O. Smirnov,G. Bellini,J. Benziger,D. Bick,G. Bonfini,D. Bravo,B. Caccianiga,F. Calaprice,A. Caminata,P. Cavalcante,A. Chavarria,A. Chepurnov,D. D'Angelo,S. Davini,A. Derbin,A. Empl,A. Etenko,K. Fomenko,D. Franco,G. Fiorentini,C. Galbiati,S. Gazzana,C. Ghiano,M. Giammarchi,M. Goeger-Neff,A. Goretti,C. Hagner,E. Hungerford,Aldo Ianni,Andrea Ianni,V. Kobychev,D. Korablev,G. Korga,D. Kryn,M. Laubenstein,B. Lehnert,T. Lewke,E. Litvinovich,F. Lombardi,P. Lombardi,L. Ludhova,G. Lukyanchenko,I. Machulin,S. Manecki,W. Maneschg,F. Mantovani,S. Marcocci,Q. Meindl,E. Meroni,M. Meyer,L. Miramonti,M. Misiaszek,P. Mosteiro,V. Muratova,L. Oberauer,M. Obolensky,F. Ortica,K. Otis,M. Pallavicini,L. Papp,L. Perasso,A. Pocar,G. Ranucci,A. Razeto,A. Re,B. Ricci,A. Romani,N. Rossi,R. Saldanha,C. Salvo,S. Schoenert,H. Simgen,M. Skorokhvatov,A. Sotnikov,S. Sukhotin,Y. Suvorov,R. Tartaglia,G. Testera,D. Vignaud,R. B. Vogelaar,F. von Feilitzsch,H. Wang,J. Winter,M. Wojcik,A. Wright,M. Wurm,O. Zaimidoroga,S. Zavatarelli,K. Zuber,G. Zuzel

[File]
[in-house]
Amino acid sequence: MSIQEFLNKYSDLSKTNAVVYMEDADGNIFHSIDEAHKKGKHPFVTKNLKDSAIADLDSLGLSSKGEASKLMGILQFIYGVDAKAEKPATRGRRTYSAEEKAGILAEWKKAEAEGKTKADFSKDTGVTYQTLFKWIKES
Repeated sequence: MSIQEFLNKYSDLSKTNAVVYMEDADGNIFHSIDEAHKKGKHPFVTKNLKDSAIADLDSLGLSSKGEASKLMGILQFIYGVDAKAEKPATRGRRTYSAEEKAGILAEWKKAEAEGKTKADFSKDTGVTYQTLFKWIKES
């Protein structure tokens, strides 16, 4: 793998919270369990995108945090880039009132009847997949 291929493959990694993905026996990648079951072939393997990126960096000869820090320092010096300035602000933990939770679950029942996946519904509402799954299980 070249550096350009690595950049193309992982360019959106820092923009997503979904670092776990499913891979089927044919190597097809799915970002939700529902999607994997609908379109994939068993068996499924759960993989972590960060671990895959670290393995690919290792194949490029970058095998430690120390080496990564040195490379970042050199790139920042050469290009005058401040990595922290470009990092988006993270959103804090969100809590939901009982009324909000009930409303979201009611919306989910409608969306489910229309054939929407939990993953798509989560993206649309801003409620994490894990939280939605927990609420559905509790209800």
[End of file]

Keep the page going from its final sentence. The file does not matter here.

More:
Physics , 2014, DOI: 10.1134/S1063779615020185